Translation of salamander in Spanish:


salamandra, n.

Pronunciation /ˈsæləˌmændər/ /ˈsaləˌmandə/


Mythology Zoology
  • 1

    salamandra feminine
    • By one count, 1 in 3 of the 5,743 known species of frog, toad, salamander, and other amphibians are dwindling.
    • The study finds 122 species of frogs, toads, salamanders and legless amphibians have probably become extinct since 1980 and warns that a third of all amphibian species currently face the same fate.
    • Viable woodlands are just as critical as clean waters for frogs, toads, turtles, salamanders, newts, and many species of reptiles.
    • Direct development and viviparity have evolved in all three groups of Lissamphibia: frogs, salamanders and caecilians.
    • Around 5,000 amphibian species, including frogs, toads, newts, and salamanders are thought to exist today.
    • Amphibians such as frogs, toads, and salamanders are undergoing rapid population declines, most likely due to fungal disease, climate change, habitat loss, and pollution.
    • Scientists like Shubin, Gao, and Carroll say they are attracted to the study of salamanders because the amphibians give them a window to see how evolutionary mechanisms work.
    • Interestingly, while some amphibians like newts and salamanders are very effective at regenerating limbs, they are not as effective at regenerating tissue to repair damaged internal organs.
    • Their steep slopes are the nearest thing to a rainforest in Europe, overflowing with springs and pools which are home to salamanders and newts.
    • The familiar frogs, toads, and salamanders have been present since at least the Jurassic Period.
    • To avoid predators, some animals - like some snakes, salamanders or frogs - restrict their movements under a full moon and tend to hunt more on moonless nights.
    • As frogs, toads, salamanders, and snakes emerge from hibernation, encourage them to stay around your garden and help control pests.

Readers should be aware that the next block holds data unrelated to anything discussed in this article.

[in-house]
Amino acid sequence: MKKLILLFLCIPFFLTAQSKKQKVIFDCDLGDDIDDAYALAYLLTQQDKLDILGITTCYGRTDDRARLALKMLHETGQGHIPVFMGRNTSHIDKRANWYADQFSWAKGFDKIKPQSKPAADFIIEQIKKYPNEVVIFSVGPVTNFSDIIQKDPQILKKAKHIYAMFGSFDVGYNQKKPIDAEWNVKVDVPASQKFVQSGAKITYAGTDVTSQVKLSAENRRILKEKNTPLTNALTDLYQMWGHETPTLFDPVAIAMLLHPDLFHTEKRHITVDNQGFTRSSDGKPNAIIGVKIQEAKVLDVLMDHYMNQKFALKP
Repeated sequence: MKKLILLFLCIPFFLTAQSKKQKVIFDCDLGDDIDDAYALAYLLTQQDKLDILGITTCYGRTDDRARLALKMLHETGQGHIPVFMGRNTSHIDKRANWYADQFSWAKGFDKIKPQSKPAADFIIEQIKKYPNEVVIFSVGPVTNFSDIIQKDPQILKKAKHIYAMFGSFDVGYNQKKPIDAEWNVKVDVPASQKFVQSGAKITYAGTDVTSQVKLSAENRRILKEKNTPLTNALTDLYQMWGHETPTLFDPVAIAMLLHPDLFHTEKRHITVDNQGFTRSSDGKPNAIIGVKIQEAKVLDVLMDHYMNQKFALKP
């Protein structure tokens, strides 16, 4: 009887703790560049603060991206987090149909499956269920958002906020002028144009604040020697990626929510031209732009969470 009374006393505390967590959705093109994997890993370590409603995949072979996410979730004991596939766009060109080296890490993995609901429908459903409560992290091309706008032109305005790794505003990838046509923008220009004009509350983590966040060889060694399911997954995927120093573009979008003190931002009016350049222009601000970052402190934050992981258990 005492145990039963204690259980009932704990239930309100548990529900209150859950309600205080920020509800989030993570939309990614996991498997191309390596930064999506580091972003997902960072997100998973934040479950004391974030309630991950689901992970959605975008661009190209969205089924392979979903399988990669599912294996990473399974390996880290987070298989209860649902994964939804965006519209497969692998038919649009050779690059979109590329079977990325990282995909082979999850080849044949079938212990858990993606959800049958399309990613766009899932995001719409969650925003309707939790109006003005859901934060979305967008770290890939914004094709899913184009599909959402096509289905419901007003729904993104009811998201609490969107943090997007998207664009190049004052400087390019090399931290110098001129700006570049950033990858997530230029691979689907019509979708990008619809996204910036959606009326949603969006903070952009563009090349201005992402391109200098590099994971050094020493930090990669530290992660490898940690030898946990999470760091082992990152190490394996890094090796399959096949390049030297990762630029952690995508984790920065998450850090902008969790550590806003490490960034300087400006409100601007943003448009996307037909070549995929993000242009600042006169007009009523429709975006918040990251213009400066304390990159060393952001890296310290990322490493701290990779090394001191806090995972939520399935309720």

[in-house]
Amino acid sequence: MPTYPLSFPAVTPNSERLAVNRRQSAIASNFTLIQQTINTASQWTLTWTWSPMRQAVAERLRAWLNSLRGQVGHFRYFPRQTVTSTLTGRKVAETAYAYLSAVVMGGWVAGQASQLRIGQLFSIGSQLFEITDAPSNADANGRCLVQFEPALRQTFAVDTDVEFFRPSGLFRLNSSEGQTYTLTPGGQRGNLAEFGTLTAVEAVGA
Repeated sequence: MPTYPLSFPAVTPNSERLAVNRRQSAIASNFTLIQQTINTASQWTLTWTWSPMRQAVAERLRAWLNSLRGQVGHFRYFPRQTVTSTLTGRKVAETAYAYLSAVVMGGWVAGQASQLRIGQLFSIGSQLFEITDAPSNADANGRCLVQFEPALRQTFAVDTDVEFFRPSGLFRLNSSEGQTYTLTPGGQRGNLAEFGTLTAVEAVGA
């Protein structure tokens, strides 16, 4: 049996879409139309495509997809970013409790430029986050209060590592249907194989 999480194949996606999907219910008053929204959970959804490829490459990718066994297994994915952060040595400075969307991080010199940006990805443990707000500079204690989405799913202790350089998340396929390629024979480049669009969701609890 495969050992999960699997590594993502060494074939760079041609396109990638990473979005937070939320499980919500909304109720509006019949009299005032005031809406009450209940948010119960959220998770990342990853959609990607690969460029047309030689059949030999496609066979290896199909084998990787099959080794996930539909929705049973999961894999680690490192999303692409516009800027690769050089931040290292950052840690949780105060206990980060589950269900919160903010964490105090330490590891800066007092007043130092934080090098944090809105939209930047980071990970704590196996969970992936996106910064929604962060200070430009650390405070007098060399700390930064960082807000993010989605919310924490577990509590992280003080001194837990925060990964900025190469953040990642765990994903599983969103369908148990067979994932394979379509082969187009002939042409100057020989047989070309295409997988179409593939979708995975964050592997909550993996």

• These salamanders undergo a typical amphibian life cycle, wherein they hatch from the egg in an aquatic-larval form and eventually undergo a metamorphosis through which they achieve a terrestrial adult form.
    • Since salamanders are amphibians, their skins are sensitive to being dried out; therefore they are found in or near water and damp places.
    • The ‘true salamanders’ tend to be smooth skinned, while the newts are unlike all other salamanders in having rough skin that is not slimy.
    • Gardener snakes, grass snakes, ground beetles, box turtles, salamanders, ducks, and larvae of lightning bugs all feed on snails.
    • Both salamanders and Hamilton's frogs care for eggs and young.
    • A number of salamanders, such as the North American ‘mudpuppy’ and the Mexican axolotl, develop legs but retain their larval gills and stay in the water throughout their lifetimes.
    • Like the majority of frogs and toads, many salamanders undergo an obligate metamorphosis that allows for the exploitation of both aquatic and terrestrial habitats during ontogeny.
    • While salamanders with ballistic tongue projection rarely miss their target, frogs that use ballistic projection can be highly inaccurate.